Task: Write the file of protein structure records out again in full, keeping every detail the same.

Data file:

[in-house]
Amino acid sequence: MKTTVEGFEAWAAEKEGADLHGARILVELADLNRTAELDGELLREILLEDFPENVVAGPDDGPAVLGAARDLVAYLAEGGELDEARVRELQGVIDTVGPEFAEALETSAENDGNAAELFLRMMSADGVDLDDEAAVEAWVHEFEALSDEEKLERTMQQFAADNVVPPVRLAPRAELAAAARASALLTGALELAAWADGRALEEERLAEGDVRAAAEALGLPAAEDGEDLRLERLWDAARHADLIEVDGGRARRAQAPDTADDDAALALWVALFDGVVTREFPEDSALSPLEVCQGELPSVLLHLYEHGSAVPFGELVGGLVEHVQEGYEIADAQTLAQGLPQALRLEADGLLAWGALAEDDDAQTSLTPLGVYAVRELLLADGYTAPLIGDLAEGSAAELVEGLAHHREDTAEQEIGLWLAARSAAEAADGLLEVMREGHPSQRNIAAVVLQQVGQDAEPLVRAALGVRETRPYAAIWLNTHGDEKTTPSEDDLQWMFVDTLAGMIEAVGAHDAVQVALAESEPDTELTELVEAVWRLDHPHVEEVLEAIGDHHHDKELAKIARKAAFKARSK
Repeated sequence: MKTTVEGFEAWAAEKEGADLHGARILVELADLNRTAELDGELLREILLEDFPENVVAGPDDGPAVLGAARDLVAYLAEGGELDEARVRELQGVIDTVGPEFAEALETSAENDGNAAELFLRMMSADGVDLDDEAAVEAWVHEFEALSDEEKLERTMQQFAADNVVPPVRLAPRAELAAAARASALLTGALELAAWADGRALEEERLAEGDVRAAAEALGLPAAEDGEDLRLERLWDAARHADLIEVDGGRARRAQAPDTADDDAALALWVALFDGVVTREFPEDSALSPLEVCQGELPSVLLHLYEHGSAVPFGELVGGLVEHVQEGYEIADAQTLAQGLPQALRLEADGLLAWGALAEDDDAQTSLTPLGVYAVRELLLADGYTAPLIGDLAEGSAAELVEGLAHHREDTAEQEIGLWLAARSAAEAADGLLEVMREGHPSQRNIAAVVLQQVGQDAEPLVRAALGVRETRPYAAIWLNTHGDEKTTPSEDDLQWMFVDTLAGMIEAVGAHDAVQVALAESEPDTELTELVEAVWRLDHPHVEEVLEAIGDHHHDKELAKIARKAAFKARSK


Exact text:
[in-house]
Amino acid sequence: MKTTVEGFEAWAAEKEGADLHGARILVELADLNRTAELDGELLREILLEDFPENVVAGPDDGPAVLGAARDLVAYLAEGGELDEARVRELQGVIDTVGPEFAEALETSAENDGNAAELFLRMMSADGVDLDDEAAVEAWVHEFEALSDEEKLERTMQQFAADNVVPPVRLAPRAELAAAARASALLTGALELAAWADGRALEEERLAEGDVRAAAEALGLPAAEDGEDLRLERLWDAARHADLIEVDGGRARRAQAPDTADDDAALALWVALFDGVVTREFPEDSALSPLEVCQGELPSVLLHLYEHGSAVPFGELVGGLVEHVQEGYEIADAQTLAQGLPQALRLEADGLLAWGALAEDDDAQTSLTPLGVYAVRELLLADGYTAPLIGDLAEGSAAELVEGLAHHREDTAEQEIGLWLAARSAAEAADGLLEVMREGHPSQRNIAAVVLQQVGQDAEPLVRAALGVRETRPYAAIWLNTHGDEKTTPSEDDLQWMFVDTLAGMIEAVGAHDAVQVALAESEPDTELTELVEAVWRLDHPHVEEVLEAIGDHHHDKELAKIARKAAFKARSK
Repeated sequence: MKTTVEGFEAWAAEKEGADLHGARILVELADLNRTAELDGELLREILLEDFPENVVAGPDDGPAVLGAARDLVAYLAEGGELDEARVRELQGVIDTVGPEFAEALETSAENDGNAAELFLRMMSADGVDLDDEAAVEAWVHEFEALSDEEKLERTMQQFAADNVVPPVRLAPRAELAAAARASALLTGALELAAWADGRALEEERLAEGDVRAAAEALGLPAAEDGEDLRLERLWDAARHADLIEVDGGRARRAQAPDTADDDAALALWVALFDGVVTREFPEDSALSPLEVCQGELPSVLLHLYEHGSAVPFGELVGGLVEHVQEGYEIADAQTLAQGLPQALRLEADGLLAWGALAEDDDAQTSLTPLGVYAVRELLLADGYTAPLIGDLAEGSAAELVEGLAHHREDTAEQEIGLWLAARSAAEAADGLLEVMREGHPSQRNIAAVVLQQVGQDAEPLVRAALGVRETRPYAAIWLNTHGDEKTTPSEDDLQWMFVDTLAGMIEAVGAHDAVQVALAESEPDTELTELVEAVWRLDHPHVEEVLEAIGDHHHDKELAKIARKAAFKARSK